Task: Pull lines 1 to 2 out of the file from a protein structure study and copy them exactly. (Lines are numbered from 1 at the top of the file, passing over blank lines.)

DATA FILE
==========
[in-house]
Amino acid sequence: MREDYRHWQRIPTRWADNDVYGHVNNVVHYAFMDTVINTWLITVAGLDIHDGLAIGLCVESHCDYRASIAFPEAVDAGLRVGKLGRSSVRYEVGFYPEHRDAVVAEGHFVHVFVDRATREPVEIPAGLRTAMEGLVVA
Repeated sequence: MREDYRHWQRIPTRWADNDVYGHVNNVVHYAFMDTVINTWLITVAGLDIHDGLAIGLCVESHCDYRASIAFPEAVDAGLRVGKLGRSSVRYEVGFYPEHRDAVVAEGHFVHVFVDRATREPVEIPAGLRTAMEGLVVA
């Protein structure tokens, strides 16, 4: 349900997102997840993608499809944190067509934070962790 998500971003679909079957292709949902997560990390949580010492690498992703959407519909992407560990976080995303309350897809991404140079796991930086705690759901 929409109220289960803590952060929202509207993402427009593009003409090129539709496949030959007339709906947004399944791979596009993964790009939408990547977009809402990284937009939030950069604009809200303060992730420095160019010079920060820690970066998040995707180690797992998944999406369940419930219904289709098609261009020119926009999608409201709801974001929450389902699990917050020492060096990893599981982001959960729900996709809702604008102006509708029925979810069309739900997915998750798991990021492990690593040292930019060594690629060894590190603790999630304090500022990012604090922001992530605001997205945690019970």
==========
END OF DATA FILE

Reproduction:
[in-house]
Amino acid sequence: MREDYRHWQRIPTRWADNDVYGHVNNVVHYAFMDTVINTWLITVAGLDIHDGLAIGLCVESHCDYRASIAFPEAVDAGLRVGKLGRSSVRYEVGFYPEHRDAVVAEGHFVHVFVDRATREPVEIPAGLRTAMEGLVVA